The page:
25 The Constitution was approved by the narrowest of margins by popular referendum in 1993 – a process criticised for irregularities.
26 This legal obligation of cooperation is limited in relation to: (a) judicial secrecy (including military courts), and; (b) national security, defence and international relations.
27 Most hybrid ombudsmen have additional powers to initiate court actions in order to protect human rights.
29 Ungar, Elusive Reform, p. 41.
30 Foreign funding of ombudsmen varies throughout the region. Available figures for 2001 suggest that foreign funding as a percentage of total budget was 50% in Bolivia, 39% in Colombia, 40% in Honduras, 15% in Guatemala and 10% in El Salvador: Uggla, ‘The Ombudsman’, p. 436.
31 See Uggla, ‘The Ombudsman’, p. 426.
32 Santistevan was also assisted by his international credentials as a former UN official, his apparent political neutrality, and a domestic network of support which spanned government and civil society.
33 Salomón Lerner, interview by author, 10 August 2005, Lima, Peru. Salomón Lerner is the Ex-President of the Peruvian Truth and Reconciliation Commission.
34 See Édgar Núñez, ‘Debilidad ante la violencia’, in El Peruano, 13 July 2007.
35 La Republica, 30 September 2005.
36 Marcial Rubio, interview by author, 7 September 2005, Lima, Peru.
37 Rubio, 7 September 2005.
38 O'Donnell, ‘Horizontal Accountability’, p. 45.
39 Santistevan, 22 February 2006.
40 Expreso, 18 November 1999.
41 de Estado, Cuestion, Instituto de Dialogo y Propuestas, no. 27 (Abril 1997) pp. 18–9.
43 The day following the hostage taking of the Japanese Ambassador's Residence, the Defensoría called for dialogue, respect for human rights and a proportionate response on the part of the authorities.
44 See Javier De Belaunde, ‘Justice, Legality and Judicial Reform’, in John Crabtree and Jim Thomas (eds.), Fujimori's Peru: The Political Economy (London 1998), pp. 173–91.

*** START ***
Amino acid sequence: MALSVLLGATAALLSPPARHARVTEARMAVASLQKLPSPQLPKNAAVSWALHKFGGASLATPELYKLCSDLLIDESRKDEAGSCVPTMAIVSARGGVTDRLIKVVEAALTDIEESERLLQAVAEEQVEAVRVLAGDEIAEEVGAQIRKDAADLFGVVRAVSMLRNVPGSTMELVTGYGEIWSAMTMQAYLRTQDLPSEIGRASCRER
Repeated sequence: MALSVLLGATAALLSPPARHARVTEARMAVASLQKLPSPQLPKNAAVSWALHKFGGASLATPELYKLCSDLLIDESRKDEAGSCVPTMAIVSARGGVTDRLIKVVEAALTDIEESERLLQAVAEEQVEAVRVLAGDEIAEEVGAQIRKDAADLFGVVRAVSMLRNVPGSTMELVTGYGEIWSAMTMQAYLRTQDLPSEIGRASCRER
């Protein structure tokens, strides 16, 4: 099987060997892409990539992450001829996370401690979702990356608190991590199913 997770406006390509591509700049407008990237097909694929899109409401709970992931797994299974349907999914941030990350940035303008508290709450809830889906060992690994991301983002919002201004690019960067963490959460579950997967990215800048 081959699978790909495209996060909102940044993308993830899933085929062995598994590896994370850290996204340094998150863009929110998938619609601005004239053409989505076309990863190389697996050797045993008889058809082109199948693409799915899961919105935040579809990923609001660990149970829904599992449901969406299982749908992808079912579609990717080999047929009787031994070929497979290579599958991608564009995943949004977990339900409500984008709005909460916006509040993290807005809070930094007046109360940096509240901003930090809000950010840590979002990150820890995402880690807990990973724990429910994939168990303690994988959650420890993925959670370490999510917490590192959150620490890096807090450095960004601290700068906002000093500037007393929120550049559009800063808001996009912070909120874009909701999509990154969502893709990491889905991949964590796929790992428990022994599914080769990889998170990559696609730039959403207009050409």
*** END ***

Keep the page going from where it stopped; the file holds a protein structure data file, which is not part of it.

45 Between 1998 and 1999 the Defensoría submitted only two amparo actions, one of which was a joint action. Defensoría del Pueblo, Segundo Informe del Defensor del Pueblo al Congreso de la Republica 1998–1999 (Lima 1999), pp. 339–41.
46 Expreso, 12 June 1999.
47 ‘Cooperation’ is defined as ‘the total disposition of the institution in question to the requirements and recommendations of the Defensoría’. This is not to be confused with cooperation vis-à-vis third parties. Defensoría del Pueblo, Primer Informe, p. 351.
48 O'Donnell, ‘Notes on Various Accountabilities and Their Interrelations’, in Peruzzotti and Smulovitz, Enforcing the Rule of Law, p. 342.
50 Author's interview with Advisor to the Defensor del Pueblo Rolando Luque, 15 July 2005.
51 Between 1996 and 1998, 38 percent of complaints originated from central Lima, followed by the city outskirts. Defensoría del Pueblo, Primer Informe, p. 87.
52 Enrique Peruzzotti and Catalina Smulovitz, ‘Civil society, the media, and internet as tools for creating accountability to poor and disadvantaged groups’, UNDP, Occasional Paper (2002/13), p. 10.
53 El Peruano, 29 April 1997.
54 El Peruano, 10 September 1997.
55 Comercio, 19 September 1997.
56 Expreso, 24 September 1997.
57 Conversion to US$ from Peruvian soles at XR: $1=S/.3.5.
58 Fujimori felt impelled to brief the OAS Commission after the 1992 coup to reassure them that democracy would be quickly restored to Peru.
59 OAS General Assembly: Support for International Exchanges Among Ombudsmen, OAS AG/RES 1505, XXVII-0/97 (June 5, 1997).
60 Santistevan, 22 February 2006.
61 Interview with John Hamilton (US Ambassador), Ideele, no. 127, April–May 2000, p. 18.
63 See Michael Dodson, ‘The Human Rights Ombudsman in Central America: Honduras and El Salvador Case Studies’, Essex Human Rights Review, vol. 3, no. 1 (2006).